SALT LAKE CITY — Utah gymnastics head coach Greg Marsden announced his retirement Monday after leading the Red Rocks on unprecedented national success for the past 40 years.
A press conference will take place Tuesday to officially announce Marsden’s retirement and introduce co-head coach Megan Marsden and current assistant coach Tom Farden, as the co-head coaches.
“I told Chris Hill, Megan and Tom Farden before the season began of my plans to retire at the end of the season,” Marsden stated in a press release from
University of Utah Athletics Department. “I asked them not to say anything because this program is not about me, it’s about our incredible student-athletes, and I wanted all the attention focused on them.
“We’ve actually been preparing for this transition for the past few years and I feel really secure in leaving this program, which has been my life for 40 years, in the hands of Megan and Tom. There is no one reason I chose to leave now. It just felt right. I still love coming to the gym every day and working with these elite student-athletes, coaches and staff, but I feel the other elements of the job are best suited for someone younger.
“I have been incredibly fortunate to spend my entire career here at Utah and to receive support unprecedented anywhere in the country from our administration and our amazing fans. I am especially grateful to Megan, my wife and partner, and to Chris Hill, my friend and mentor.”
According to the release, Marsden will retire as the winningest coach in college gymnastics history with a 1,048-208-8 record. His 10 national championships is tied for the most by any women’s gymnastics team.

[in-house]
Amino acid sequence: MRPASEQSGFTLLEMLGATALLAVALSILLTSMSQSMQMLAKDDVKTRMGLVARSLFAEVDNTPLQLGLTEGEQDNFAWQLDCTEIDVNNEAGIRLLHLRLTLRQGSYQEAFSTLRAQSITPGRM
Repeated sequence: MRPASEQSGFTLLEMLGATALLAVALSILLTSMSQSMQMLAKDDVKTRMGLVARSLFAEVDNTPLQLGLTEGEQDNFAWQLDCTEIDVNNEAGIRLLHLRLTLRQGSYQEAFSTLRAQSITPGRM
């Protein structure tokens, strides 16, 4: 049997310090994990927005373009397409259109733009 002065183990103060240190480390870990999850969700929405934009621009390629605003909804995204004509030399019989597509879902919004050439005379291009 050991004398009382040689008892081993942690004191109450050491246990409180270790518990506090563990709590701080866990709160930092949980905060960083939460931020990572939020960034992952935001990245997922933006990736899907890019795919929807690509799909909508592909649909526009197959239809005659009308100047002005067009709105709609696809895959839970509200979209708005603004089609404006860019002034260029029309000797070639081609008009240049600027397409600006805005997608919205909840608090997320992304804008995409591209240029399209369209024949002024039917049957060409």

Marsden was hired in the 1975-76 season as a graduate assistant. That same year he took his first team to the AIAW National Championship, where Utah finished tenth.
Marsden has never missed a national championship, with the Red Rocks qualifying for an unprecedented 40-straight years, including all 34 NCAA Championships. Utah is the only program to do so, the release states.
The Utes have advanced into the Super Six 19 times in the 23 years under the format, including this season’s runner-up finish.
Marsden’s teams have placed in the top five in the country 29 times, in the top three 23 times and in the top two 19 times. Utah gymnasts have won 25 individual national championships, including the 2015 NCAA uneven bar title by Georgia Dabritz, and 367 All-America awards.
A seven-time National Coach of the Year recipient, he along with Megan Marsden, has been voted the Pac-12 Coach of the Year for the past two seasons.
The Utes won back-to-back Pac-12 Championships in 2014 and 2015. Greg and Megan Marsden were awarded the 2015 NCAA North Central Region Coach of the Year as a duo.
Megan Marsden, a former Utah NCAA champion gymnast, is in her 31st year on the Utah coaching staff. She has a 132-47-2 record in six seasons as co-head coach and was named the 2011, 2012 and 2015 NCAA Region Head Coach of the Year.
Farden is stepping in as co-head coach after five years as an assistant. The release states he has been Utah’s lead recruiter in addition to coaching the bars and assisting with floor.
Farden coached Dabritz to the 2015 NCAA uneven bar championship and a runner-up finish on bars in 2013.
He has 18 years of NCAA coaching experience, including six seasons as the head coach at Southeast Missouri State, where he compiled a 70-46 record from 2004-09 and was named the 2008 NCAA South Central Regional Coach of the Year.
“While I enjoyed success as the head coach at Southeast Missouri State, I felt the only way I could reach my full potential was to learn from the best, and Greg and Megan Marsden are the best,” Farden stated in the release. “I have admired them and their program for many years and the past five years with them has been a wonderful and rewarding experience.
“I have developed a love for this program, this school and this community and I want to give back. While I will miss Greg’s guidance and support, I am excited to join Megan as the coach of the University of Utah gymnastics team. It is the best job in college gymnastics and I am grateful to Greg, Megan and Chris Hill for making my dream come true.”